Regardless of what the people themselves want, of course. NOTE: 1). This is just a regurgitation of the failed American "Smart Growth" strategy. 2). Low quality houses throughout the metropolitan areas are already often torn down and replaced by apartment blocks -- so that people who are willing to live in apartments can do so almost anywhere they choose
AUSTRALIA'S big cities are being urged to ban outer suburban housing estates to cut urban sprawl and be more like London and Rome. The nation's peak architectural body wants Australian cities to focus on boosting their inner and middle suburbs' density rather than release land in outer areas, to become more sustainable.
The Royal Australian Institute of Architects' new urban design policy also pushes for greater regional development, which in Victoria would mean more people to living and working in cities such as Geelong or Ballarat. However, Victoria's peak housing developer group says a move away from outer suburbs would cripple the economy and hurt families who were calling for more housing in affordable areas.
RAIA president Howard Tanner said increasing urban density to maximise efficiency and sustainability of infrastructure was the only way forward for Melbourne and Sydney. "You have got people encouraged to buy a block of land way out of the city and they are having to travel for three hours a day to commute. That's not sustainable," he said. Mr Tanner said a roads-based city like Los Angeles was seeing infrastructure crumble, and Australian cities would do better to aim for the city models of London and Rome. "People there live in town houses or terrace houses, the houses are never one-storey and you have got the population that lives closer to the city," he said. "We have to curtail land subdivisions at the extremities of the city. The other option is to put in some very fast trains to regional centres. Somewhere like Geelong could be an attractive destination for working and living."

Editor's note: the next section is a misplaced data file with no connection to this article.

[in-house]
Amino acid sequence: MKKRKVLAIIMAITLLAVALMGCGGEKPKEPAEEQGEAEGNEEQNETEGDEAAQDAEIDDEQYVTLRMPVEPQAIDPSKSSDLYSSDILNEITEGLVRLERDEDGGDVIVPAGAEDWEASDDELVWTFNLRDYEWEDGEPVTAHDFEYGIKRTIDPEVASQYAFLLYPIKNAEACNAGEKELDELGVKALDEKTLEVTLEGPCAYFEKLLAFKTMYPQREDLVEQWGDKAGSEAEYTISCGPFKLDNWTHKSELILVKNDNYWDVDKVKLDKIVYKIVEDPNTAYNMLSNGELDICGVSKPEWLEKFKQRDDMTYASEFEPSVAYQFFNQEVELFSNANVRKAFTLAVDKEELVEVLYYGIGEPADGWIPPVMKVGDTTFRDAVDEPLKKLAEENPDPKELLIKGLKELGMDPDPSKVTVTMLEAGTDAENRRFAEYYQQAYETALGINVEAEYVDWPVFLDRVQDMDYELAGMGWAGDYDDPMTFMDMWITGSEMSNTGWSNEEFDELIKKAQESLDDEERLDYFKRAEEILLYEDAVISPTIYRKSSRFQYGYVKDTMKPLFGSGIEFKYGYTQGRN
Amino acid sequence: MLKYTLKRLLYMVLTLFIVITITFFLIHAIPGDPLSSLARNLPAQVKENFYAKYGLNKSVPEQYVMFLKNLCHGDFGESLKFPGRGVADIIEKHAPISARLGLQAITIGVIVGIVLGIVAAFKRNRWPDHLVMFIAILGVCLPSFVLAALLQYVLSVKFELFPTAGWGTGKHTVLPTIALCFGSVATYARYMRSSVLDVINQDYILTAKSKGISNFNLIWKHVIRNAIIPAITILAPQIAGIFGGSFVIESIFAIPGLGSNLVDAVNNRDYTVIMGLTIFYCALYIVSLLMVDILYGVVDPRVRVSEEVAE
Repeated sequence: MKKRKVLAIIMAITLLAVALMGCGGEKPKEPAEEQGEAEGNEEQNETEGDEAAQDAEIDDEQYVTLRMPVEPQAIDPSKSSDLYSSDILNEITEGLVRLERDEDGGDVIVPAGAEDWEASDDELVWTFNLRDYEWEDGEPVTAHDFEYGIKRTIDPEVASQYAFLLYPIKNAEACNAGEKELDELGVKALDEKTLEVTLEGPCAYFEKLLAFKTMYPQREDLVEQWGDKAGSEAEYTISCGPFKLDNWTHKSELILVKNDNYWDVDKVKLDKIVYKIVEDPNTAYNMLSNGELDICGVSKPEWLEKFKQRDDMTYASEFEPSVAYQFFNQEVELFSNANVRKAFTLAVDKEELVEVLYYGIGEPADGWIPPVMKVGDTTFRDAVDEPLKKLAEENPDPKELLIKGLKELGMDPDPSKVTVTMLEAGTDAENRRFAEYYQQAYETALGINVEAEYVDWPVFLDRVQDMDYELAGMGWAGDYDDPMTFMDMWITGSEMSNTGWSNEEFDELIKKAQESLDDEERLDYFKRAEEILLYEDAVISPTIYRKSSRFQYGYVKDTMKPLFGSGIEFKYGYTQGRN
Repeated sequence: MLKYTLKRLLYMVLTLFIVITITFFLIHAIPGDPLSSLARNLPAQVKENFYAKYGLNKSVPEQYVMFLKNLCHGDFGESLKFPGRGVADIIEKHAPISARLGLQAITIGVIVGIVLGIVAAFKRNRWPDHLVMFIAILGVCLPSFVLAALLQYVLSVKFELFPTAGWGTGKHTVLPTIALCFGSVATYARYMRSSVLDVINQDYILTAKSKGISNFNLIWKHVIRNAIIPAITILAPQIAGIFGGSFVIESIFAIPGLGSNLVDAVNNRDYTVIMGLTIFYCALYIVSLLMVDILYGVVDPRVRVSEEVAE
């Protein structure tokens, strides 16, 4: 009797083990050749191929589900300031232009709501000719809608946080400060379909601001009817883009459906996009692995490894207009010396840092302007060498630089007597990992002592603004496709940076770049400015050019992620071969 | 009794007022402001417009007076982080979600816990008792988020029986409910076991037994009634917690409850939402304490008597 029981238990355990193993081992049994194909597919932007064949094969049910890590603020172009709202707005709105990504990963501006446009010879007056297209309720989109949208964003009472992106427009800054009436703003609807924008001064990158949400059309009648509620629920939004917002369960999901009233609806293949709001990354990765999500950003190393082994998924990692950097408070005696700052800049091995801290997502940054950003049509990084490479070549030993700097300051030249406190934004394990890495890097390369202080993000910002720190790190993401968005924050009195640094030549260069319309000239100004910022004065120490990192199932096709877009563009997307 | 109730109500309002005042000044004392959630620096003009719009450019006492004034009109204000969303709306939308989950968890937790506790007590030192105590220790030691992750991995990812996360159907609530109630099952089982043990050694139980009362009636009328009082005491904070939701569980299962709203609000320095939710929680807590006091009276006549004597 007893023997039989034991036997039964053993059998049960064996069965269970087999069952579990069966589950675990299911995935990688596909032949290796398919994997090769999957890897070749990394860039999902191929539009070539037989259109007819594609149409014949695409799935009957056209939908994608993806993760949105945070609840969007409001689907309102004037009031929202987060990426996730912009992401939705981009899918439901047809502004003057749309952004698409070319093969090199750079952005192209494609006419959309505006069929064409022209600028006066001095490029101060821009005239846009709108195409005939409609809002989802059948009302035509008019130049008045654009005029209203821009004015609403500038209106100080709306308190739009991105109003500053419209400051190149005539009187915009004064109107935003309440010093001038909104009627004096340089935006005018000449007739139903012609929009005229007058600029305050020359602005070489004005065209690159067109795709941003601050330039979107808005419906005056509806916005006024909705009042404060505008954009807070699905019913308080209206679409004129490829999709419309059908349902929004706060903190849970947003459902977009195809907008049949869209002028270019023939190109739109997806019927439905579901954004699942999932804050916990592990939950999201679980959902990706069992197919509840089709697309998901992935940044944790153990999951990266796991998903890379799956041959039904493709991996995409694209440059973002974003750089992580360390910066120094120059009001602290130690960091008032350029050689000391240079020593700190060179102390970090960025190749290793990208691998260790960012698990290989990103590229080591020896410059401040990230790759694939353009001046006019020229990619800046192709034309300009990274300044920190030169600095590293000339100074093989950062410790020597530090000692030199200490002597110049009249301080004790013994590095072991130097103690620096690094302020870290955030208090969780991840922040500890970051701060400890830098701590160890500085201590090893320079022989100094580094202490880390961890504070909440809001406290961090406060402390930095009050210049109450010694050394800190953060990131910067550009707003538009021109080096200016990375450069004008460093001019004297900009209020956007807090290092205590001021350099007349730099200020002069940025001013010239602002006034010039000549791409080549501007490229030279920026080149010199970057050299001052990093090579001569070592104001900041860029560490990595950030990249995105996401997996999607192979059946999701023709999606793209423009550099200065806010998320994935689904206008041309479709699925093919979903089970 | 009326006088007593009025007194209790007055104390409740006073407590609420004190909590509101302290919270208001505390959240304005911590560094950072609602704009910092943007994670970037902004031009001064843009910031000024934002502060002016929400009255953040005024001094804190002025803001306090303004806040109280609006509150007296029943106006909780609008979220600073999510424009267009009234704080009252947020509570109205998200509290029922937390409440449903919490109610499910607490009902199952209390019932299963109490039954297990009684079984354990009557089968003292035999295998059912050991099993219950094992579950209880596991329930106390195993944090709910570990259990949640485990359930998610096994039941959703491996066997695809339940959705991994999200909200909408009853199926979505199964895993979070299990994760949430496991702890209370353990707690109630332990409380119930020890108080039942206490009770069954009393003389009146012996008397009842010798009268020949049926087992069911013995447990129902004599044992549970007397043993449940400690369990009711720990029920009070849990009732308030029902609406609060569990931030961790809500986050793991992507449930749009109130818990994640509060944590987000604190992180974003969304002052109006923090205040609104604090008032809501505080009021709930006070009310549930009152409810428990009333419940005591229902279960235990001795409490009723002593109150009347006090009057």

Victoria's housing estate developers are represented by the Urban Development Institute of Australia, and executive director Tony De Domenico said banning estate developments on Melbourne's fringe was unrealistic and blinkered. "The population is still growing and there's a demand for these properties," Mr De Domenico said. "It's near impossible to dictate to the market what should happen. The thing that's keeping Victoria's economy very competitive compared to the mining states is we are very competitive in housing." Mr De Domenico said RAIA members should spend more time in outer suburbs and see what people wanted.
Victorian Council of Social Service policy manager David Imber said a sweeping ban on outer-suburban estates was wrong.
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